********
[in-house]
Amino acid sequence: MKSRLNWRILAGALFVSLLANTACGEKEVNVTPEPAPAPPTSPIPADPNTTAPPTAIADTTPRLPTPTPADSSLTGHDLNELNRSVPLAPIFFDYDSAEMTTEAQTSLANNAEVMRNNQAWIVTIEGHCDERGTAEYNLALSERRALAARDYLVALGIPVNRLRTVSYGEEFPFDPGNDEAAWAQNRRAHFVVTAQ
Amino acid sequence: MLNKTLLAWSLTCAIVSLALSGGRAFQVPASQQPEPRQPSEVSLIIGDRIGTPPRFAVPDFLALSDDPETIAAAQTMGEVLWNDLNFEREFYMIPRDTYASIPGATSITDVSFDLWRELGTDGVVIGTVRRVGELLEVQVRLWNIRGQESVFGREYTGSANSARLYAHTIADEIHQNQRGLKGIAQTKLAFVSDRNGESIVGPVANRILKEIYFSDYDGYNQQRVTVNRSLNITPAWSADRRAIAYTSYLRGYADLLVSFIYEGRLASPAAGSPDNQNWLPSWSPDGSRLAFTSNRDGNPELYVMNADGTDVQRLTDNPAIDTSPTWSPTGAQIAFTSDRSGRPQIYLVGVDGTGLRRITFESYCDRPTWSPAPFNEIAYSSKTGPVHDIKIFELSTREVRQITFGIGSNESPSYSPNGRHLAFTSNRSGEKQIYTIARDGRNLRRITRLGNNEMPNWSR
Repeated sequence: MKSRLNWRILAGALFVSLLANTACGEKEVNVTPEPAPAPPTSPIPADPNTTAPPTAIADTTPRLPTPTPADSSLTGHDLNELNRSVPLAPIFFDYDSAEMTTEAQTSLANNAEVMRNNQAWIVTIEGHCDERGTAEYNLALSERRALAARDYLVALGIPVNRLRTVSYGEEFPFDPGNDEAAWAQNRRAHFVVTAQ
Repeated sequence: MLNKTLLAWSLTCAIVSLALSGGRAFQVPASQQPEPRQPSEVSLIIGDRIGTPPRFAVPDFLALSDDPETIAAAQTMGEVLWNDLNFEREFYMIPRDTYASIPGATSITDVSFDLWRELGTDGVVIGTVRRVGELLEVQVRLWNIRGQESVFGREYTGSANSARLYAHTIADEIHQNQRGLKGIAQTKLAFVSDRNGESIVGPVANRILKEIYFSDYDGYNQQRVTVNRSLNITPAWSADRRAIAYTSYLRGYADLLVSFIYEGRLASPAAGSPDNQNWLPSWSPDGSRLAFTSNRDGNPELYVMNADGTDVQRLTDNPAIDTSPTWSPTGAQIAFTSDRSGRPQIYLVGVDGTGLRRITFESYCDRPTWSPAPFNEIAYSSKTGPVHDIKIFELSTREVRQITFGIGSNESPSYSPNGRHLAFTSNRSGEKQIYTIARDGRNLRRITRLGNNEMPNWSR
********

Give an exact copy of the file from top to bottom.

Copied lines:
[in-house]
Amino acid sequence: MKSRLNWRILAGALFVSLLANTACGEKEVNVTPEPAPAPPTSPIPADPNTTAPPTAIADTTPRLPTPTPADSSLTGHDLNELNRSVPLAPIFFDYDSAEMTTEAQTSLANNAEVMRNNQAWIVTIEGHCDERGTAEYNLALSERRALAARDYLVALGIPVNRLRTVSYGEEFPFDPGNDEAAWAQNRRAHFVVTAQ
Amino acid sequence: MLNKTLLAWSLTCAIVSLALSGGRAFQVPASQQPEPRQPSEVSLIIGDRIGTPPRFAVPDFLALSDDPETIAAAQTMGEVLWNDLNFEREFYMIPRDTYASIPGATSITDVSFDLWRELGTDGVVIGTVRRVGELLEVQVRLWNIRGQESVFGREYTGSANSARLYAHTIADEIHQNQRGLKGIAQTKLAFVSDRNGESIVGPVANRILKEIYFSDYDGYNQQRVTVNRSLNITPAWSADRRAIAYTSYLRGYADLLVSFIYEGRLASPAAGSPDNQNWLPSWSPDGSRLAFTSNRDGNPELYVMNADGTDVQRLTDNPAIDTSPTWSPTGAQIAFTSDRSGRPQIYLVGVDGTGLRRITFESYCDRPTWSPAPFNEIAYSSKTGPVHDIKIFELSTREVRQITFGIGSNESPSYSPNGRHLAFTSNRSGEKQIYTIARDGRNLRRITRLGNNEMPNWSR
Repeated sequence: MKSRLNWRILAGALFVSLLANTACGEKEVNVTPEPAPAPPTSPIPADPNTTAPPTAIADTTPRLPTPTPADSSLTGHDLNELNRSVPLAPIFFDYDSAEMTTEAQTSLANNAEVMRNNQAWIVTIEGHCDERGTAEYNLALSERRALAARDYLVALGIPVNRLRTVSYGEEFPFDPGNDEAAWAQNRRAHFVVTAQ
Repeated sequence: MLNKTLLAWSLTCAIVSLALSGGRAFQVPASQQPEPRQPSEVSLIIGDRIGTPPRFAVPDFLALSDDPETIAAAQTMGEVLWNDLNFEREFYMIPRDTYASIPGATSITDVSFDLWRELGTDGVVIGTVRRVGELLEVQVRLWNIRGQESVFGREYTGSANSARLYAHTIADEIHQNQRGLKGIAQTKLAFVSDRNGESIVGPVANRILKEIYFSDYDGYNQQRVTVNRSLNITPAWSADRRAIAYTSYLRGYADLLVSFIYEGRLASPAAGSPDNQNWLPSWSPDGSRLAFTSNRDGNPELYVMNADGTDVQRLTDNPAIDTSPTWSPTGAQIAFTSDRSGRPQIYLVGVDGTGLRRITFESYCDRPTWSPAPFNEIAYSSKTGPVHDIKIFELSTREVRQITFGIGSNESPSYSPNGRHLAFTSNRSGEKQIYTIARDGRNLRRITRLGNNEMPNWSR